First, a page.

Every explanation of diodes I can find say current cannot meaningfully flow from the cathode to the anode.
There are at least two reverse current flows, but most diode users are able to ignore them (until the application demands that they can't)
However an NPN transistor is fundamentally two diodes and the only way it can work is if one of the diodes allows current to flow cathode to anode.
A BJT (bipolar junction transistor) is not two diodes. It contains two closely spaced junctions, which are similar to the single junctions you find in diodes. If you bias these junctions one at a time, then they behave like diodes. The junctions are so closely spaced however that the 3-terminal behaviour is much more complicated than the '2 diodes connected together' picture that's drawn as a 'lie to children'. If you want to push the model, then you could argue that the operation of the BE diode modifies the operation of the CB diode, because of the way charge in one can move into the other, but that's a dead-end really as it poses more questions than it answers. A BJT is a three terminal device, understand it through all three.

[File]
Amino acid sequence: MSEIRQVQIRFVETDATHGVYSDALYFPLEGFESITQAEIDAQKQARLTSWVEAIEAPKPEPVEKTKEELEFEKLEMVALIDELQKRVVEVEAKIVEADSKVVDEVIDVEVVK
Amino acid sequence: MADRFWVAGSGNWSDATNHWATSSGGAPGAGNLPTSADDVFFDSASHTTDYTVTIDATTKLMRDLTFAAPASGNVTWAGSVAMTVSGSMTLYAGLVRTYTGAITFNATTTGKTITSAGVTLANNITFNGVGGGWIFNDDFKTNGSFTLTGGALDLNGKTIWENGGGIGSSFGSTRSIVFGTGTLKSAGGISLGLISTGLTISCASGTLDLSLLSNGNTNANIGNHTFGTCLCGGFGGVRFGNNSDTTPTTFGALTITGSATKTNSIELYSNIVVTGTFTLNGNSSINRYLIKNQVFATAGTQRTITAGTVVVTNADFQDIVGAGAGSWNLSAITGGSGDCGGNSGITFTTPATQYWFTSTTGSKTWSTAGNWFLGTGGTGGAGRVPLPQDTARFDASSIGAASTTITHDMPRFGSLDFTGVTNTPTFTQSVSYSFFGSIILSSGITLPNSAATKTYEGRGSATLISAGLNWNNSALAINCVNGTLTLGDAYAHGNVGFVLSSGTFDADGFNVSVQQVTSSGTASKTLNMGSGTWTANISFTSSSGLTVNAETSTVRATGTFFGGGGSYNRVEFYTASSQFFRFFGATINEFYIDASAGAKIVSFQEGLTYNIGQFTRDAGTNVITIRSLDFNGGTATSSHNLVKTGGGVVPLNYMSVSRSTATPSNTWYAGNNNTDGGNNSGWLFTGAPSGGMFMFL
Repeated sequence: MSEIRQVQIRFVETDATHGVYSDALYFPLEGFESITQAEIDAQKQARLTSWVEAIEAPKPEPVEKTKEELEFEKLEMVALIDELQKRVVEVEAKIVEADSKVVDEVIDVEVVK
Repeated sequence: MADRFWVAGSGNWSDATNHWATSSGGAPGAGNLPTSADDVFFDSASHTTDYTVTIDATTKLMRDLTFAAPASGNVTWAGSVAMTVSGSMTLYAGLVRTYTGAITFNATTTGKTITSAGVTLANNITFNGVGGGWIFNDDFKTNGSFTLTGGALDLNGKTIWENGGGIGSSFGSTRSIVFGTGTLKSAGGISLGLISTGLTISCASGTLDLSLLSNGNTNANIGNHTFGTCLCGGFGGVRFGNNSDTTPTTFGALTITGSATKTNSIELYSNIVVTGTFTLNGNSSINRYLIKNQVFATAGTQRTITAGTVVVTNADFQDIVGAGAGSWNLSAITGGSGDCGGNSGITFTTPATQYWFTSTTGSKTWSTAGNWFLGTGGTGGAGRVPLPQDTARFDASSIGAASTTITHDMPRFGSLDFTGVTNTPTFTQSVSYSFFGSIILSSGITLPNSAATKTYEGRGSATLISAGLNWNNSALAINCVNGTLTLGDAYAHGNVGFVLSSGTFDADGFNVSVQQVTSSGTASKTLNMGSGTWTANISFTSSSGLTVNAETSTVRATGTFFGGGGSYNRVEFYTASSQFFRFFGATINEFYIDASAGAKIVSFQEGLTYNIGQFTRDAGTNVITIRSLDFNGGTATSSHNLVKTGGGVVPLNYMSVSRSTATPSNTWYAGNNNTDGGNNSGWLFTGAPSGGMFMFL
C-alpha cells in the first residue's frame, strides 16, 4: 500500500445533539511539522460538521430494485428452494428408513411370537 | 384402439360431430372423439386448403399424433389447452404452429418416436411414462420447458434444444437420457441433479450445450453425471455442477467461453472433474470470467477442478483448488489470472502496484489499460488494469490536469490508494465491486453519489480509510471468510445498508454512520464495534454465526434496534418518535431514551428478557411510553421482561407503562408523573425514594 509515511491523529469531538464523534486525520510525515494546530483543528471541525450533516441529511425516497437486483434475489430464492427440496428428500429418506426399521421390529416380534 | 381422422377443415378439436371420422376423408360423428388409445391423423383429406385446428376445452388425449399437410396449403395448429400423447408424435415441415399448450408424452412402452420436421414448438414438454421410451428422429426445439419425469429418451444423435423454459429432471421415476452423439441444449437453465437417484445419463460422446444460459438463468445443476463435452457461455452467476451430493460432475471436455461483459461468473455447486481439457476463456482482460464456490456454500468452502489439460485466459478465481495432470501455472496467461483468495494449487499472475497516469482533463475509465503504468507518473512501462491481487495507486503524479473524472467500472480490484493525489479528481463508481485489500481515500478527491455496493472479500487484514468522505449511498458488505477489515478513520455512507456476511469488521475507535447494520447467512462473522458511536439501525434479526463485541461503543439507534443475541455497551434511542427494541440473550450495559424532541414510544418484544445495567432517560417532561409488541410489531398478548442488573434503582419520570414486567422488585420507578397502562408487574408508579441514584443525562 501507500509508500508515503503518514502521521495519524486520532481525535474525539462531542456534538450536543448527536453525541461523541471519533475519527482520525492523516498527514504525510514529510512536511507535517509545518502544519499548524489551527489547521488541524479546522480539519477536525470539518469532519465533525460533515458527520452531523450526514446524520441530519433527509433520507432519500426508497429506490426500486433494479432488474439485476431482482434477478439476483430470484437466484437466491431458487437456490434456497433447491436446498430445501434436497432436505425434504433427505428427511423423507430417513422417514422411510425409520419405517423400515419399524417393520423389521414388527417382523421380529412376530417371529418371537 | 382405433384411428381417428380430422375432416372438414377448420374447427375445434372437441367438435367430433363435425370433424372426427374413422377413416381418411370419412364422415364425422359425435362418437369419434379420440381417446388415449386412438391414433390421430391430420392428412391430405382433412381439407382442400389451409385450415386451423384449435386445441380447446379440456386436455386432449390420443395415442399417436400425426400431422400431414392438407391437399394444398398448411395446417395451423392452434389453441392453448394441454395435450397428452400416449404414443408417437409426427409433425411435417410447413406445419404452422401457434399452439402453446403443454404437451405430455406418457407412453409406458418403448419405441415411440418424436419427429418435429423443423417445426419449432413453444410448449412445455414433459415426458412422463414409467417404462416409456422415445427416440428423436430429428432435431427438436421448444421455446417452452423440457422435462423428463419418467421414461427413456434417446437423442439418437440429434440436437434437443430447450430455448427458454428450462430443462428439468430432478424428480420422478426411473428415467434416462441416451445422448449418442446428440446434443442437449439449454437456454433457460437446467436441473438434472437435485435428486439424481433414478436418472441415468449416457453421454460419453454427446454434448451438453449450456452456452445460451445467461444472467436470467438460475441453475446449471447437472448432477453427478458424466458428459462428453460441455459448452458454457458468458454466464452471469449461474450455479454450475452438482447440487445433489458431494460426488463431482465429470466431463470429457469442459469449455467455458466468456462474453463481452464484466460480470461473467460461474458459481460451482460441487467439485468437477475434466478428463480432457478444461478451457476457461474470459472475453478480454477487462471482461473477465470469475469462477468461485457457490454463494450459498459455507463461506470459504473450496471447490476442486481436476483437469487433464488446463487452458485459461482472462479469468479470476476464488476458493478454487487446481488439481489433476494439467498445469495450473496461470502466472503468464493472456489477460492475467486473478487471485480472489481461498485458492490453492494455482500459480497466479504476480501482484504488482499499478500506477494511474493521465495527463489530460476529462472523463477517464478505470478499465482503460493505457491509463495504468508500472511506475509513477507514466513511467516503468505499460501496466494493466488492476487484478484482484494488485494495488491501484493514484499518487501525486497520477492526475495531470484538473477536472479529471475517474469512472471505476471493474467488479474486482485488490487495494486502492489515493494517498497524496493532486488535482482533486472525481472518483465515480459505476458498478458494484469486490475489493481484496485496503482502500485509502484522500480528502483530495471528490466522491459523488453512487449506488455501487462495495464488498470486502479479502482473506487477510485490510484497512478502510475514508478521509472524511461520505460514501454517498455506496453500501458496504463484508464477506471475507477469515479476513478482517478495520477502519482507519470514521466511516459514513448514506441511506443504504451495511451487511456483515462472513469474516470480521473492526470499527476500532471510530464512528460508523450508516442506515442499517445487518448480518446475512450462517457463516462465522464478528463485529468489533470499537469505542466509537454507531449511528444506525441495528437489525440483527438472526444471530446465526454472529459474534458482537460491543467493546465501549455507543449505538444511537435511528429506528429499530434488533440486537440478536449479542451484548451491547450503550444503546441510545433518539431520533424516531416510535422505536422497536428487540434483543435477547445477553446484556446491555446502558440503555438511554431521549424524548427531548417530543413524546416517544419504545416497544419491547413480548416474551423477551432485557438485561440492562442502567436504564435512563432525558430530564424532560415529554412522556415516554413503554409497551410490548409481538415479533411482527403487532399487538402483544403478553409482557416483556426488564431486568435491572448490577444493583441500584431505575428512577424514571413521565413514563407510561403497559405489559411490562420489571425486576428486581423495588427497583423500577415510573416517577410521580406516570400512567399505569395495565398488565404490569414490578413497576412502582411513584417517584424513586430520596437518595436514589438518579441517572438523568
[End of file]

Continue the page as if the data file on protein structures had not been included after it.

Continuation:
When a diode is reverse biassed, a reverse current can flow, usually written as IS. This is usually very small, pA or fA levels are typical for small signal diodes. That's not a meaningful current for many people or applications, but if you're doing doing a design with those current levels, you need to design for it. This current is not a defect, it appears in the Shockley diode equation which describes the ideal diode current flow at all bias voltages.
When a junction diode is forward biassed, the junction fills with carriers. When the diode is then suddenly reverse biassed, these carriers have to be swept out of the junction, and this movement of carriers is a current, which can be very large. This is the reverse recovery current, and will usually last us to ns before the charge is depleted. The current will then suddenly cease, or more accurately, drop to the IS level, often causing a very sharp voltage transient with signal components into the MHz or GHz. The 1N400x rectifier diode series are notorius for having a very large charge storage, and could often cause noise when used as the rectifier for audio amplifiers.
In your particular diagram, both of these diode conduction mechanisms would appear to be irrelevant, with the motor implying 'large' currents, and 'long' time constants.